"Nothing is in the intellect that was not first in the senses" - Thomas Aquinas
This statement from Thomas Aquinas, known as the peripatetic axiom, expresses the basis of empiricism, and was adopted from Aristotle's teachings. It became part of his Thomistic philosophy. But Aquinas had a religious agenda. He needed to justify his belief in something (namely God) that doesn't present itself to the senses. So as he did with other parts of Aristotle's teachings, he modified it to fit his religious purpose. Aquinas said that the intellect extends beyond what is evident to the senses, to reach a higher realm of understanding that is yet justified on the basis of perception. His five ways are said to be a posteriori arguments for the existence of God because they are based on observation (as well as a system of metaphysics that assumes God from the outset). So at least Aquinas pays lip service to the idea that knowledge of God is something that is derived from from the evidence of the senses.
Perhaps it was because there was a recognition that Aquinas employed something more than observed evidence to derive his proofs of God, it has become more fashionable in modern times for religionists to rely more heavily on a priori knowledge as an epistemological basis for their belief. In general, a priori refers to things that are known without reference to sensory experience - they are known beforehand, through intuition or by deductive process rather than empirical observation. This concept has been extended further by religionists to refer specifically to knowledge of God by other than empirical means. In particular, the term "Religious A Priori" has been deemed to mean a rational and certain knowledge of God based on subjective religious experience.
Religious A Priori: A separate, innate category of the human consciousness, religious in that it issues certain insights and indisputable certainties concerning God or a Superhuman Presence. Man's religious nature rests upon the peculiar character of his mind. He possesses a native apprehension of the Divine. God's existence is guaranteed as an axiomatic truth. For Ernst Troeltsch (1865-1923) this a priori quality of the mind is both a rational intuition and an immediate experience. God is present as a real fact both rationally and empirically. - Runes Dictionary of PhilosophyThis is taken to the extreme by Joe Hinman, who not only justifies his belief on the basis of religious experience, but also exempts his belief from any examination or critique from an empiricist perspective - or from any scientific or philosophical discipline whatsoever. One of his numerous blogs is dedicated to the religious a priori. The main page explains his religious epistemology, and presents an "argument" that comes across as more of a manifesto, wherein he both rejects empiricism and walls his beliefs off from any and all scrutiny:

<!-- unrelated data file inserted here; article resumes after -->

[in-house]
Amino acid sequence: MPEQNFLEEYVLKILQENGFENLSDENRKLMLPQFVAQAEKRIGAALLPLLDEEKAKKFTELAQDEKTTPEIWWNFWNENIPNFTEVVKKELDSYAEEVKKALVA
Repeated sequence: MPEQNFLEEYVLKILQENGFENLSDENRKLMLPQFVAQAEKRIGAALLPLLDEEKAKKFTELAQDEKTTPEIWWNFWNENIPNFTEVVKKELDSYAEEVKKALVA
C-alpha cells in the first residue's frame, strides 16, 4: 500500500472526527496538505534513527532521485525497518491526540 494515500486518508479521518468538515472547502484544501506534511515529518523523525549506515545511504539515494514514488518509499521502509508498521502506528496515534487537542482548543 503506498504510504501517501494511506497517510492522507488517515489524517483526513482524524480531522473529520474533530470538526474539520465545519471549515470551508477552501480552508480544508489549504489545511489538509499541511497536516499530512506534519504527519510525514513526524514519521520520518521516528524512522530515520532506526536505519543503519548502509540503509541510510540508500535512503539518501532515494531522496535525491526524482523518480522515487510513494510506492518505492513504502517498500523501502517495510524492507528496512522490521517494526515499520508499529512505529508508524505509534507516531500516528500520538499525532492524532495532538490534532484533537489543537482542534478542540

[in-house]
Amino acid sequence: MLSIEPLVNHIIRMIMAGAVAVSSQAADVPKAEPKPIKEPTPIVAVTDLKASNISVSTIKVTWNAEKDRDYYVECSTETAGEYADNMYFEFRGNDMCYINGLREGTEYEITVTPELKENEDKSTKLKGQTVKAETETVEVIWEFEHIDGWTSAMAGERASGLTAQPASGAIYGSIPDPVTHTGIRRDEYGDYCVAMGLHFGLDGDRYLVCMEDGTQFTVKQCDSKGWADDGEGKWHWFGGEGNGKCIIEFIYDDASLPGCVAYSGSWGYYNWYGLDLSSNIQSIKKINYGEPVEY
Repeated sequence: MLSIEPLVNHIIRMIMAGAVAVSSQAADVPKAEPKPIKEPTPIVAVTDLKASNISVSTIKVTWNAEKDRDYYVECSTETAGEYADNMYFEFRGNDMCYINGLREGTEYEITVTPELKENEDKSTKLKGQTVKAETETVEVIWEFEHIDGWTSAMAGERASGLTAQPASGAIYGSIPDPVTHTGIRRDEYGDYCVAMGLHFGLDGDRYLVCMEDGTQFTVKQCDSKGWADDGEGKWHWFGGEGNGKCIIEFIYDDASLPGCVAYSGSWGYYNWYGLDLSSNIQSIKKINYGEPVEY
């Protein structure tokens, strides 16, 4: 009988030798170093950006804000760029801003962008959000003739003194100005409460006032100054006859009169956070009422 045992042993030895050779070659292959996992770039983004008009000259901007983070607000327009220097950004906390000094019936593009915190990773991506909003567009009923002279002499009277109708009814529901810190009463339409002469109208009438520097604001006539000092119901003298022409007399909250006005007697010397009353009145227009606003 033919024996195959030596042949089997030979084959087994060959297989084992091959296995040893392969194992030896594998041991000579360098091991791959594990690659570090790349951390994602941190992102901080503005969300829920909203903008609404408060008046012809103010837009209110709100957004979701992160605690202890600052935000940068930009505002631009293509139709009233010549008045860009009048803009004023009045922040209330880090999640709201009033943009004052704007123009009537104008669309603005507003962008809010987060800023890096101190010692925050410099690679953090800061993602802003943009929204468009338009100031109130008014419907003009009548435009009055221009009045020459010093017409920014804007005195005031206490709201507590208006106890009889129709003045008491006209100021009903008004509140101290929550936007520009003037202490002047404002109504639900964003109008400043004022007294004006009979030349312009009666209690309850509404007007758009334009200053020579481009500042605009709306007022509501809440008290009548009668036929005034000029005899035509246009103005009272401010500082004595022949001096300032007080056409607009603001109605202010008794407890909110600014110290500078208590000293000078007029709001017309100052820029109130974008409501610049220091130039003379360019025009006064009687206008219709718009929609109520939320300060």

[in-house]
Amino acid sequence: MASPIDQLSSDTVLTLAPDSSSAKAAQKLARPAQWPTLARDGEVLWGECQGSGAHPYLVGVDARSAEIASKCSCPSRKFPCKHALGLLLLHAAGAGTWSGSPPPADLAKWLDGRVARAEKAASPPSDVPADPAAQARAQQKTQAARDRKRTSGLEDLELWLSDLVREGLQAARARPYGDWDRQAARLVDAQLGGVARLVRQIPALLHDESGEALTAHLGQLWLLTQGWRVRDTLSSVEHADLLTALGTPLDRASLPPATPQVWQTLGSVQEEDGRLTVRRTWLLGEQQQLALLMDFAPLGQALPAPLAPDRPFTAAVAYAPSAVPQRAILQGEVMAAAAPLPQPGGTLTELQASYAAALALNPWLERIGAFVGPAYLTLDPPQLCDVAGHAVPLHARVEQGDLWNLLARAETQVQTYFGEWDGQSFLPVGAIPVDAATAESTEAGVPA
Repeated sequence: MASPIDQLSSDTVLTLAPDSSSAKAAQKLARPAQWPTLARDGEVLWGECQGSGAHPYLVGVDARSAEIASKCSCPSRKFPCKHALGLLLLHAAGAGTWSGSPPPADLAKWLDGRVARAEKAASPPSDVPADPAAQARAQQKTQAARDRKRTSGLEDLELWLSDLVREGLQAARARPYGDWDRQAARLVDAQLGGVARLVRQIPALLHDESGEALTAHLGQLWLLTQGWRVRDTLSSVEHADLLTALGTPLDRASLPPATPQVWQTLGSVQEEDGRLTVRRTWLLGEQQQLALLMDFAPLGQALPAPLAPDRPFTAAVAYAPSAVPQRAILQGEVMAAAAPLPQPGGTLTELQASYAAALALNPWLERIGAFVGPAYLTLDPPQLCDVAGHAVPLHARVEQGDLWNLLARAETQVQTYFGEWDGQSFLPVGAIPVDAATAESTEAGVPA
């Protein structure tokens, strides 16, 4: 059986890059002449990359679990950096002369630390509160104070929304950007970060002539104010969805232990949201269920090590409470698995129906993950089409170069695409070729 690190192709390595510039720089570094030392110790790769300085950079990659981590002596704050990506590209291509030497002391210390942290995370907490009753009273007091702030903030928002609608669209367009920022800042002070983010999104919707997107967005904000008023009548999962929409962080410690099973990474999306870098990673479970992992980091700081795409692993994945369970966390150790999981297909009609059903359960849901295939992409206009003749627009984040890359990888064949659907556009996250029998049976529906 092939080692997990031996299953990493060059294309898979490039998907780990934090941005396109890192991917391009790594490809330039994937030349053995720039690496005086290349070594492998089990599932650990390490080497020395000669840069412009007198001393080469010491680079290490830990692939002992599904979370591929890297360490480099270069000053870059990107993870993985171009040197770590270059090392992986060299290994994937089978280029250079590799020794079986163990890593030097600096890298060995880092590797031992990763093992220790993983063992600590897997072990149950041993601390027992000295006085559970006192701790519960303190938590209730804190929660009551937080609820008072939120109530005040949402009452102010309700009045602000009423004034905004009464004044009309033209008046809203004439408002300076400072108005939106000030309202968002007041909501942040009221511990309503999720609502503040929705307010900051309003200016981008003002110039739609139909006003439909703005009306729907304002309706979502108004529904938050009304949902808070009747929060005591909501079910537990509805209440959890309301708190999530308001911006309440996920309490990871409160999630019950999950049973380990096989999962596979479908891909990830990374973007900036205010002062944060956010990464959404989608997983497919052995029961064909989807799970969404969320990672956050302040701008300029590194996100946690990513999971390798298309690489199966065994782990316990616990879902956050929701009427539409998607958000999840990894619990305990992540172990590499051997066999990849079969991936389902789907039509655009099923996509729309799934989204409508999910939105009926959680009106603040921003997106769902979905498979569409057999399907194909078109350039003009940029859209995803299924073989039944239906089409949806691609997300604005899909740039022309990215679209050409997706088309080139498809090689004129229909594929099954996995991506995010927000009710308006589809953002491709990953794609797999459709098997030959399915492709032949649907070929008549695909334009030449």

(1) Scineitifc reductionism loses phenomena by re-defining the nature of sense data and quailia.Basically, Joe is saying his beliefs are based on nothing more than subjective feelings, and so he rejects empiricism, as well as any scientific or logical approach to justifying those beliefs or to challenging them. Which is strange, given that Joe has written a book that purports to provide scientific evidence that belief in God is warranted. Just don't try to pin him down on any technicality in his arguments, because he will simply revert to the epistemological isolationism expressed in his manifesto: I argue from a priori knowledge and there's no way you or anybody can possibly argue against that.
(2)There are other ways of Knowing than scinetific induction
(3) Religious truth is apprehended phenomenoloigcally, thus religion is not a scientific issue and cannot be subjected to a materialist critque
(4) Religion is not derived from other disciplines or endeavors but is a approch to understanding in its own right
Therefore, religious belief is justified on its own terms and not according to the dictates or other disciplines
This a priori stance even takes precedence over logic itself. When I accused him of begging the question in one of his arguments by assuming the conclusion up front, his response was this:
we are talking about God a priori so it can't be begging the question that is really foolish reasoning,makes me wonder if you understand begging the question - HinmanIn other words, by claiming this a priori stance, Joe is immune from even the need to present a valid argument. If you try to tell him his argument isn't valid, you're the one who doesn't understand logic. And this is what I call the A Priori Gambit. It's a sure-fire way to win all arguments. Perhaps I should try the same tactic. But no. I don't think it impresses much of anybody so much as it impresses Joe.